A recently published chapbook of poetry titled “Marks of the Witch” by Catherine Carter, associate professor of English at Western Carolina University, explores topics ranging from time and feeling inadequate to getting gnawed on by crickets.
The 20-page book of poems won the 2014 Jacar Press Chapbook Contest and is now available from Jacar Press, an independent publisher of full-length collections, chapbooks, anthologies and limited edition collectible book art.
Kathryn Stripling Byer, a former poet-in-residence at WCU and former N.C. poet laureate said Carter’s poems come close to English author Stephen Spender’s description of poetry as “enchanted utterance.”
“Call it enchantment or call it witchery, the poetry in Carter’s ‘Marks of the Witch’ creates through its incantatory rhythms and startling imagery a voice that reveals nothing less than the mystery residing in even the most ordinary detail of our daily lives,” said Byer in praise for the book shared by Jacar Press.
Carter said that although some of the poems in the chapbook were inspired by a rough time in her life, she hopes readers will find the overall arc hopeful.
She traces her interest in the literary craft to childhood when she heard poetry on a regular basis as a result of “rare opportunities” and “rare parents.”
Among the rich experiences that further fueled her love of poetry, she said, was meeting a man called the “Pit Bull” when she was a doctoral student at the University of Delaware. Carter was working in a temporary secretarial position in which there was little to do but wait for the phone to ring, and one of her co-workers was the Pit Bull, a small middle-aged man in a technical or managerial role who seemed a little lonely and bleak, she said.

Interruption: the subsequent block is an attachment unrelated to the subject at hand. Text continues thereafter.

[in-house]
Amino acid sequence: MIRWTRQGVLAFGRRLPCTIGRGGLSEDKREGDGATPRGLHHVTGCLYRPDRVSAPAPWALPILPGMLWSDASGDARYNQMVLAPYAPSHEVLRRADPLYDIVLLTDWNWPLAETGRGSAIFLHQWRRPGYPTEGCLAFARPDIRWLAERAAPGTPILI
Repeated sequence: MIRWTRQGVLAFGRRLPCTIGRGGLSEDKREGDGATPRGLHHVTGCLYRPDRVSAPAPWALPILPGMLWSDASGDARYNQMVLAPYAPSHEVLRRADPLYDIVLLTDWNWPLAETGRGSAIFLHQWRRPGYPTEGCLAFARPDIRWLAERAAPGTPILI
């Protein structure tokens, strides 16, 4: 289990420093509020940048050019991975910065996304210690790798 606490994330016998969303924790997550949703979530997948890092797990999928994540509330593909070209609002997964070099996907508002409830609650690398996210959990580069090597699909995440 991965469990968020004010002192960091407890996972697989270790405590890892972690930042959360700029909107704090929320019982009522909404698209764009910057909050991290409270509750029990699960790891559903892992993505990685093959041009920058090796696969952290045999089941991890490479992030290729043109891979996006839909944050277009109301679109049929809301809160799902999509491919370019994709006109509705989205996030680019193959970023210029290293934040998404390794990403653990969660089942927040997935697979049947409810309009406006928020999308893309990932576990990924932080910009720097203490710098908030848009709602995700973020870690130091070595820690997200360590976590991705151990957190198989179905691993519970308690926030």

He stopped to chat with her after a manager quashed Carter’s study of Victorian literature during office lulls – citing complaints that she was “reading books on duty.”
“Once I wasn’t allowed to read, of course, all the staring and waiting was enough to drive me pretty crazy, and that was when the Pit Bull – maybe sensing a certain rising preoccupation with rifles and bell towers – wandered out to talk,” said Carter.
When he realized Carter taught English, he told her he remembered taking English in high school and asked if she wanted to hear a poem he had been required to memorize. Carter braced herself to hear something simple or trite, but instead he recited, deadpan, some of the darkest lines in literature – the “Tomorrow and tomorrow” speech from Shakespeare’s tragedy “Macbeth.”
The Pit Bull said he did not grasp the full meaning of the poem when he was in high school but that had come to understand.
“This guy, this Pit Bull, knew something almost unspeakable about despair, about years in which one day is like all the rest, and that was appalling,” said Carter. “But he also had those lines to tell him that someone else had felt like that. They hadn’t saved him from whatever his life was, but they’d helped him understand it. They’d given him something, and they’d given me something too: justification and absolution for the next several decades of reading books on duty.”
“The Pit Bull had reminded me that in the best case, poetry can help us read and find meaning in our own lives, and not just literary geeks’ lives,” she said. “It can show us the truth that when we’re most alone, we’re not totally alone. And that’s pretty amazing stuff for less than a dozen lines.”
Carter can be reached at firstname.lastname@example.org or 828-227-3931.